Professional Career Paths beyond the Classroom (2024)

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New Perspectives on Quattrocento Painting in Venice: Lazzaro Bastiani and his Workshop

Gianmarco Russo

Lazzaro Bastiani distinguishes himself as one of the most interesting yet less considered fifteenth-century Venetian painters. Noted in San Lio since 1456, where he seems to have settled with his workshop, Lazzaro enjoyed widespread appreciation among his contemporaries, as demonstrated by the importance of commissions and documentary evidence. Nevertheless, scholarly focused on rival artistic families, such as those of Vivarini and Bellini, academics have not sufficiently stressed the importance of Bastiani’s course for the development of Venetian painting in the second half of the Quattrocento. This paper deals with a reexamination of the artist’s career from the seventh to the ninth decade of the fifteenth century, specifying some new aspects regarding style and chronology and discussing the relationship between some autographs pieces and bottega works, with particular attention to the reuse practice of the same cartoons for different oeuvres. As a result, archaisms and medieval legacy seem to confirm the workshop culture in which Bastiani’s painting arose.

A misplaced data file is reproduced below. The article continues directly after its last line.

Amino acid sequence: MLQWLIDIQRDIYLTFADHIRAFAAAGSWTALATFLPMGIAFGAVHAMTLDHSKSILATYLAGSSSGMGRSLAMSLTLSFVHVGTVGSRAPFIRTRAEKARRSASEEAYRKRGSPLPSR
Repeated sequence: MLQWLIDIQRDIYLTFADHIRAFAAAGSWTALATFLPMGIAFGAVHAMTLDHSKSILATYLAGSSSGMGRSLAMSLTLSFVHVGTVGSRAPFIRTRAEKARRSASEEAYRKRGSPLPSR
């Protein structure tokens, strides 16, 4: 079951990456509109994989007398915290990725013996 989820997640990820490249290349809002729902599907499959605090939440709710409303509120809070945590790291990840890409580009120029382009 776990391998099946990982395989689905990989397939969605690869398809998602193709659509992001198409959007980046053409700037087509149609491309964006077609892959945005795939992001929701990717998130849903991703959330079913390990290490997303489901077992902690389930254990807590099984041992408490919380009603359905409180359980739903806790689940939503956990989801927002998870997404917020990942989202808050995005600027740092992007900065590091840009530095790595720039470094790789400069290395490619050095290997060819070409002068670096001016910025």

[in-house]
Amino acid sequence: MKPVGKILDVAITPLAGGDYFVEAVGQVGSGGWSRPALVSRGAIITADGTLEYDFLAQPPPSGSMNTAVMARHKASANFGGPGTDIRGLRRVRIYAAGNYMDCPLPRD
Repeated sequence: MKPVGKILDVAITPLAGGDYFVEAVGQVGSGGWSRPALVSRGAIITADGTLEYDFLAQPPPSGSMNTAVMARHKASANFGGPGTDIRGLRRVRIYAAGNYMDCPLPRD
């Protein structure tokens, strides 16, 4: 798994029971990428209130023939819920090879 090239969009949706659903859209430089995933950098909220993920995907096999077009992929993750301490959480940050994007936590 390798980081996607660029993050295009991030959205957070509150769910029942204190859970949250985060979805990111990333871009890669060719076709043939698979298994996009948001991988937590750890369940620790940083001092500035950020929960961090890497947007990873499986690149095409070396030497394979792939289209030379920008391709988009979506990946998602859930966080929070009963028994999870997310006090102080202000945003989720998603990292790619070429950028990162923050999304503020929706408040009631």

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Memorializing the Individual in Renaissance Florence: the altana frescoes in Palazzo Rucellai

Katharine Stahlbuhk

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The Renaissance Society of America. Annual Meeting, Berlin 2015

Nere Jone Intxaustegi Jauregi

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Producing Classicism, motif by motif (Renaissance Society of America Conference)

Jason Nguyen